Image of a Bat

Why Are There Bats in the Walls?

Bats sometimes enter a home in search of a place to nest. Common indoor roosts include vacant upper floors, wall voids, and attics. These spaces provide the darkness and seclusion that the pests crave.

Finding droppings on siding or roofs is a serious sign that these animals are nesting in the house. Homeowners can also listen for rustling, scratching, or squeaking noises at night to detect bats in walls or attic spaces.

Problems with Bats in Walls

In addition to creating noise, a bat in house walls may become stuck. This is especially common for young bats, which have not yet mastered flying. If left alone, trapped bats often starve and die in wall voids, attracting rodents, cockroaches, and other pests with the smell of decay.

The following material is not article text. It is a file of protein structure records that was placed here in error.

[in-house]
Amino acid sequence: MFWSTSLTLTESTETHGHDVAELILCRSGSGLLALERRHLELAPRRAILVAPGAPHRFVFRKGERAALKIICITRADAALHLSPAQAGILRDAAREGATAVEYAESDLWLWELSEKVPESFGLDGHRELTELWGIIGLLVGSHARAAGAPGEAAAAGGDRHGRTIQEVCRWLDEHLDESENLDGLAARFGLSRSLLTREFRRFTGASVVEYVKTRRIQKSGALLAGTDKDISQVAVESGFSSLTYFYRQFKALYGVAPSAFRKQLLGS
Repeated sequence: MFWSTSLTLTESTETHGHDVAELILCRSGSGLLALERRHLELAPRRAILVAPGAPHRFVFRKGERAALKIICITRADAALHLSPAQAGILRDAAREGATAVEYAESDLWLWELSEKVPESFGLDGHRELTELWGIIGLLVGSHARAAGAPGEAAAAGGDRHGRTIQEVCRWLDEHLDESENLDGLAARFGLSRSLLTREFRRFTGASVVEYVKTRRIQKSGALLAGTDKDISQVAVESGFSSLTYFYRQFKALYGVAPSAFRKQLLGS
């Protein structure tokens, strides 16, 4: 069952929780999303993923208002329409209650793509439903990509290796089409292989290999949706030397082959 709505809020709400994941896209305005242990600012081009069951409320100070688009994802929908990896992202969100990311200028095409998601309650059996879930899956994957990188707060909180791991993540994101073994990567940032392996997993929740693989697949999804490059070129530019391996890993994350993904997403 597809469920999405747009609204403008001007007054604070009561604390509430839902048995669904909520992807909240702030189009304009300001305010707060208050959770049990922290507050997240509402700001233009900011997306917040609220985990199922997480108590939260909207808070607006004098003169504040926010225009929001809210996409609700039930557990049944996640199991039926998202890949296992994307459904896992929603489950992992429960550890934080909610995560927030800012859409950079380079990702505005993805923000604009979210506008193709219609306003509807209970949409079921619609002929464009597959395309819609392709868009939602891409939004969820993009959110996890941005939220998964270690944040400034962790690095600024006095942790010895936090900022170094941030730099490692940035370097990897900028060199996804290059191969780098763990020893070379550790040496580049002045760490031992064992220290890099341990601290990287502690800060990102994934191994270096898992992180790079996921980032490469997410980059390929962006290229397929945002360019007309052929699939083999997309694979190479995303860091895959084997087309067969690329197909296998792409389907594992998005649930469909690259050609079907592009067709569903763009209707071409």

Baby Bats in Wall Voids and Attics

When homeowners seal off access points to exclude a colony of bats in the walls, newborn or baby bats may remain in the roost. These juveniles are flightless and depend on their mothers for roughly the first three months of their lives. For this reason, residents should avoid bat-proofing homes from May to July.

Getting Rid of Bats in Walls

Attempting to seal entrances without removing all bats first can also push the pests into other areas of the home. Bats without an exit route are more likely to find their way into living spaces looking for a way out. Residents who discover bats in house walls or elsewhere should contact the wildlife experts at Critter Control.